Saturday, June 24, 2017

Larry Kudlow Supports Taxing Your Taxes

I don't think Crazy Eddie (Antar) with the help of his accounting mastermind cousin, Sam Antar, would ever think of trying to pull this off.


Home Prices Spiking in Gay Communities

As the housing market continues to recover from the Great Recession, gay neighborhoods are leading the charge, reports CBS News.

In 2012, it would have cost homebuyers nearly 30 percent more to live in neighborhoods with a large number of gay, lesbian and bisexual residents. Now, it will run almost 37 percent more to live in those same areas.

In honor of Pride Month, Trulia partnered with OKCupid to track the rising -- and falling -- demand for gay communities across the country since 2012. They did this by calculating a "Pride Score." That's the percentage of OKCupid users searching for same-sex partners plus the percentage of same-sex households, according to Census data, for ZIP codes in each U.S. metro area. Trulia then calculated the median values per square foot of homes for sale in those neighborhoods in both 2012 and 2017 to see how they changed over time and relative to their metro areas.

According to the study, many predominantly gay neighborhoods have recovered more quickly than other neighborhoods.

"This is the big puzzle of the whole story," said Ralph McLaughlin, Trulia's chief economist.

"The leading hypothesis is that since 'Pride' individuals and couples tend to have fewer children and higher disposable incomes, they might seek out neighborhoods that are on the upswing."


Hayek on Keynes's Ignorance of Economics


Friday, June 23, 2017

Charlie Munger Says Al Gore is ‘Not Very Smart,’ But Became Filthy Rich Anyway

CNBC reports:
Warren Buffett's top lieutenant, Charlie Munger, told a small group of investors that the simple strategy of buying only service company stocks made former Vice President Al Gore very wealthy.

"Al Gore has come into you fellas business. ... He has made 3 or 4 hundred million dollars in your business. And he's not very smart," Munger said at the Daily Journal annual meeting on Feb. 15. "He had one obsessive idea that global warming was a terrible thing. … So his idea when he went into investment counseling is he was not going to put any CO2 in the air."
Though the comments were made more than four months ago, they went largely unnoticed and have not been widely reported on elsewhere.
He also shared more details on how Gore became successful in the money management business:
"So he found some partner to go into investment counseling with and says we're not going to have any (carbon dioxide). But this partner is a value investor and a good one. So what they did is, is Gore hired staff to find people who didn't put CO2 in the air. Of course that put him into services. Microsoft and all these service companies were just ideally located. And this value investor picked the best service companies. So all of a sudden the clients are making hundreds of millions of dollars and they are paying part of it to Al Gore. Al Gore has hundreds of millions dollars in your profession. And he's an idiot. It's an interesting story. And a true one."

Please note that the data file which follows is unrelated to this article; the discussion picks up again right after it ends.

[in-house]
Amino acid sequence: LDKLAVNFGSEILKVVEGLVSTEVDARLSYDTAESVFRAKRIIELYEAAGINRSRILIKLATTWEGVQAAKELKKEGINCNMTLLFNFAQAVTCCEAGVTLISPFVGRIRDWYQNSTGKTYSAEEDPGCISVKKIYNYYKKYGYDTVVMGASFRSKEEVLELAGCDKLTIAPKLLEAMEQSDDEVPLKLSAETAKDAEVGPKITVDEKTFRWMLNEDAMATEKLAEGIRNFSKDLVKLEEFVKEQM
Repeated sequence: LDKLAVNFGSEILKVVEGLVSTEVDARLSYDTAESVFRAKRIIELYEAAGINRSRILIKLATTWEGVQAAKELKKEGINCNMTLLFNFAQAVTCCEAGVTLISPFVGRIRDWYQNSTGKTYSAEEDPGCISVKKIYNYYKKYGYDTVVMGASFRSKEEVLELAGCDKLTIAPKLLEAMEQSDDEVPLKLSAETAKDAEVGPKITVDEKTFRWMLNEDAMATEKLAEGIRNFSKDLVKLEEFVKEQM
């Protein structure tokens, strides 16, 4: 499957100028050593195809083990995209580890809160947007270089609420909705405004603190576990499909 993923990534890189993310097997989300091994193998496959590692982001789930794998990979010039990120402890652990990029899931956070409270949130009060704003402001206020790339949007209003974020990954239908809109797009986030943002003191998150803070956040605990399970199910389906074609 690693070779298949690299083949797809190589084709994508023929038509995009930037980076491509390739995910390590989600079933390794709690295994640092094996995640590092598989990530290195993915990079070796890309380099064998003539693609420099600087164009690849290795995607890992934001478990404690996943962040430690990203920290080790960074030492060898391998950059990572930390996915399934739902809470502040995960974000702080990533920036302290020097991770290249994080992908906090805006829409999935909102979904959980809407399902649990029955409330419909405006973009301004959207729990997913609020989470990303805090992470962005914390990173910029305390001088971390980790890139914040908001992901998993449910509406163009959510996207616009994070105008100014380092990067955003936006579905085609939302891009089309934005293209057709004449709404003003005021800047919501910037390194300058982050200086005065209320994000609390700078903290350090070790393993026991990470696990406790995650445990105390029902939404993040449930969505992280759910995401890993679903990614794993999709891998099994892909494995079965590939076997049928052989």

Here is the video of Munger's comments:


(ht Murray Sabrin)

Why the First 118 Miles for the Los Angeles to SF Bullet Train Started in Fresno(?) and Could Cost $3.6 Billion More Than Expected

By K. Lloyd Billingsley

California’s vaunted bullet train has yet to carry a single passenger but it has managed to make the news. As it turns out, the state’s High-Speed Rail Authority offered a contract extension of $3 million on a noncompetitive basis. In other words, it was a no-bid sweetheart deal. That emerged in a new report from California’s state auditor Elaine Howle, who finds that the state’s General Services and Technology departments “did not provide adequate oversight of the billions of dollars state agencies awarded through noncompetitive contracts from fiscal years 2011–12 through 2015–16.” The 27 noncompetitive deals the auditor reviewed “could have been avoided if the agencies had engaged in sufficient planning.” Likewise, “both General Services and Technology have enforcement mechanisms, they rarely employed them, allowing agencies to continue inappropriately using noncompetitive requests.” Taxpayers should not be surprised that the vaunted “bullet-train” is on this track.

As we noted, it was pitched as a swift route from Los Angeles to the Bay Area, but construction began way out by Fresno, not exactly on the route. The land the rail project needs remains in the hands of the rightful owners, and the first 118 miles could cost $3.6 billion more than expected. The Federal Railroad Administration has already forked over grants of $3.5 billion for that very segment, supposedly the easiest. Other parts would require the most elaborate tunneling project in U.S. history, certain to incur massive cost overruns.

Few Californians are panting for an essentially 19th century form of transportation that was slower and more expensive than air travel. California’s high-speed rail project is best viewed as a bait-and-switch ploy to get state voters to finance local transit projects they otherwise would not support. The state’s High Speed Rail Authority has no experience building anything, but has managed to establish, count ‘em, four offices, a Sacramento headquarters and three regional offices. Commuters can’t ride those, but the Authority works well as a comfy sinecure for ruling-class retreads like board member Lynn Schenk, a former congresswoman and chief of staff for governor Gray Davis. As we noted, a convicted embezzler also found work with the rail authority, so criminals are also all aboard.

Taxpayers should not be surprised that this bloated, useless outfit should hand out $3 million in a no-bid deal to favored insiders. And according to High-Speed Rail’s new business plan, the total cost for the project will now be $98 billion.

The above originally appeared at the Independent Institute.

Top Ten Ways Senate Obamacare Bill Is Fake Repeal


(ht Felix Bronstein)

The Strange Book Collection on Paul Krugman's Book Shelf